debt is rated one notch below IBP's VR to reflect the incremental
loss severity of this type of debt when compared with average

The junior subordinated debt securities are rated three notches
below IBP's VR to reflect the incremental loss severity risk of
these securities when compared with average recoveries (one notch
from the VR) as well as high risk of non-performance due to the
discretionary, albeit often constrained, coupon deferral features
of this instrument (an additional two notches).

Their ratings are primarily sensitive to any change in IBP's VR.

The rating actions are:

Long-term IDR affirmed at 'BBB-'; Outlook Stable
Short-term IDR affirmed at 'F3'
VR affirmed at 'bbb-'
Support Rating affirmed at '5'
Support Rating Floor affirmed at 'No Floor'
Junior subordinated debt affirmed at 'BB-'
Senior unsecured certificates of deposit affirmed at Long-term
  'BBB-' and Short-term 'F3'
Senior unsecured EMTN Programme affirmed at Long-term 'BBB-' and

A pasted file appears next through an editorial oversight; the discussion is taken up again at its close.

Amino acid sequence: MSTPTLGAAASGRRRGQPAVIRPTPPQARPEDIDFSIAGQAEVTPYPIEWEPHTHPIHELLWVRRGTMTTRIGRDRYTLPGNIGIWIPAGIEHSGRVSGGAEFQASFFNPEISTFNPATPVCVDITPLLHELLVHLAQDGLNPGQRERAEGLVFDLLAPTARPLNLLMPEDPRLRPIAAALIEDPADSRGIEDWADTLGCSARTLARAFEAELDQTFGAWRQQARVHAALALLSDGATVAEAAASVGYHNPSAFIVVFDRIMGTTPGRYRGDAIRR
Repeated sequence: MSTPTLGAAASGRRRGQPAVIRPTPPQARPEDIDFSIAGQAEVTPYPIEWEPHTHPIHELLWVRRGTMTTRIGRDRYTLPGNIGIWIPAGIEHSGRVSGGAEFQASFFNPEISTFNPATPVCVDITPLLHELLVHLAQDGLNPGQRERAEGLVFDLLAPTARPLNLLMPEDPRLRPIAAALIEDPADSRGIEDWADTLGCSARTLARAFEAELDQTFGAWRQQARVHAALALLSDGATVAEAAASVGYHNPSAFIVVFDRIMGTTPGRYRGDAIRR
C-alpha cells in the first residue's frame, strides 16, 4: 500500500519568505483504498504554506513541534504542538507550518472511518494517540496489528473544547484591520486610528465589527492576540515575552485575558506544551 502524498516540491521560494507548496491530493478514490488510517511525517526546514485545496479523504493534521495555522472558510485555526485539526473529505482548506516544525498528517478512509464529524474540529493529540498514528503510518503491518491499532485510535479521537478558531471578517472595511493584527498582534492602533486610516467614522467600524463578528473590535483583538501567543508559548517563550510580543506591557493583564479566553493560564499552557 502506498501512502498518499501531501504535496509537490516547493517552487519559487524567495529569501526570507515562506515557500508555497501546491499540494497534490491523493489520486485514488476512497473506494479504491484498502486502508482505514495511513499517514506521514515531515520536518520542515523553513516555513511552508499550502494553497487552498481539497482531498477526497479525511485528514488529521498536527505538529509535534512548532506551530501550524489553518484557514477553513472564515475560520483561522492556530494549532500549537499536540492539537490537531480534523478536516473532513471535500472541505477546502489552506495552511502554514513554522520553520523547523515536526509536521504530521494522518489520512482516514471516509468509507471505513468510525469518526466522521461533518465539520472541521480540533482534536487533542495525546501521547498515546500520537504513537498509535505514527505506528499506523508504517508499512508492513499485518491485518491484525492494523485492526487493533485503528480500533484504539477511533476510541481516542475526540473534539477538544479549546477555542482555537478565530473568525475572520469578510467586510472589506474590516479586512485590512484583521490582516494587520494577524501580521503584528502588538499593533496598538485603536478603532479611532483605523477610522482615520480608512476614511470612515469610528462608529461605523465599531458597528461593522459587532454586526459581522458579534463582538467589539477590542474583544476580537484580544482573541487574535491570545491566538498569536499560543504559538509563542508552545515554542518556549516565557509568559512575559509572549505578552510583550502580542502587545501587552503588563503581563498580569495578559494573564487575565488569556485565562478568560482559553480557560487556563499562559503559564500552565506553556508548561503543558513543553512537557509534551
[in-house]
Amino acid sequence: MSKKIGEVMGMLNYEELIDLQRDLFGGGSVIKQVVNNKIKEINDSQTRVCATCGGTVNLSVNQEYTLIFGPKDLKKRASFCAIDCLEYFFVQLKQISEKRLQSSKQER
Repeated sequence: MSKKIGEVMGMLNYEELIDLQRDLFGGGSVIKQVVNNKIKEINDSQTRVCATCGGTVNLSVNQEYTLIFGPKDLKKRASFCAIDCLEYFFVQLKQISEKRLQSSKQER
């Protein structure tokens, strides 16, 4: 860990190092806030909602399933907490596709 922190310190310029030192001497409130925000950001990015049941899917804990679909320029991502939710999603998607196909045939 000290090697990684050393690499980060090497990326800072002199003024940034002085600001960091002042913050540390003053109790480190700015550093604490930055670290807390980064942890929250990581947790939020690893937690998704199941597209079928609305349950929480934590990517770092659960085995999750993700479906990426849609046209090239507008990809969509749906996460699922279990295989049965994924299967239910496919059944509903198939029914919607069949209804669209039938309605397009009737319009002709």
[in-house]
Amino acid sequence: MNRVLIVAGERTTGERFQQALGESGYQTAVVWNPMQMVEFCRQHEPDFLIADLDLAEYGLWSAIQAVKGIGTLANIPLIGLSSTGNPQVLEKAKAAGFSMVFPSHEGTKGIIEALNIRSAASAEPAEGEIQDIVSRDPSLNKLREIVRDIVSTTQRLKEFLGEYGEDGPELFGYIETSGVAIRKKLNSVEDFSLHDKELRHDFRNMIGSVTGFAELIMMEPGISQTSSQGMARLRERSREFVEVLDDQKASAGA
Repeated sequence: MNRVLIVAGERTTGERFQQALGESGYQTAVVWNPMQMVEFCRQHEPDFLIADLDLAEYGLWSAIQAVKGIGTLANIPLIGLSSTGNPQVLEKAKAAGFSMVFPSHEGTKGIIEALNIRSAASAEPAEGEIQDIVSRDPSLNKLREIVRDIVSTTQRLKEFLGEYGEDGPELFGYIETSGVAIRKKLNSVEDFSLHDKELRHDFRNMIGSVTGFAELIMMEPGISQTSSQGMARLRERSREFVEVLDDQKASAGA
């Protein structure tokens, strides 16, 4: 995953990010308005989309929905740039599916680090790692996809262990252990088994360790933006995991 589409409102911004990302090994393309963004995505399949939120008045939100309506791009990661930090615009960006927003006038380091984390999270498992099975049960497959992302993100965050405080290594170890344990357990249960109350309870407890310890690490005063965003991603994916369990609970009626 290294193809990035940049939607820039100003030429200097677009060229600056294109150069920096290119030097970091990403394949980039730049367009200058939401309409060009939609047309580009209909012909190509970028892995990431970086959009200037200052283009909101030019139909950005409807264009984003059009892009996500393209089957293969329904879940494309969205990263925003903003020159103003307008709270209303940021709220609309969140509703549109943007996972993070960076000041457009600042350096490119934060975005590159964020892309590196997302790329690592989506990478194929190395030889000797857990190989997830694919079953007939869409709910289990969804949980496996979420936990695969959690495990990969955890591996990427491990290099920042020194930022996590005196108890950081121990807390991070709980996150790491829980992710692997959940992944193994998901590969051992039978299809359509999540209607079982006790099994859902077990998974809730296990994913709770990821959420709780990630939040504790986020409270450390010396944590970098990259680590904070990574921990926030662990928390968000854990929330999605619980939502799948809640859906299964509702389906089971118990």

Short-term 'F3'
Subordinated debt affirmed at 'BB+'

* UK: Informal Corp. Insolvency Process Up By A Qtr Since 2010
The number of companies opting to be simply removed ('struck-
off') from the Companies House register has jumped by 28% from
139,594 in 2010-11 to 178,996 in 2013-14, according to research
by insolvency trade body R3.

The new data provide a more complete picture of company closures
than the formal insolvency statistics alone -- and may help
explain the lower than expected number of formal insolvency
procedures since the recession.

Creditors' Voluntary Liquidations -- an equivalent formal company
winding-up procedure that may involve debts being distributed to
creditors and the conduct of directors investigated -- fell by

Andrew Tate, Deputy-Vice President of R3, says: "Ordinarily,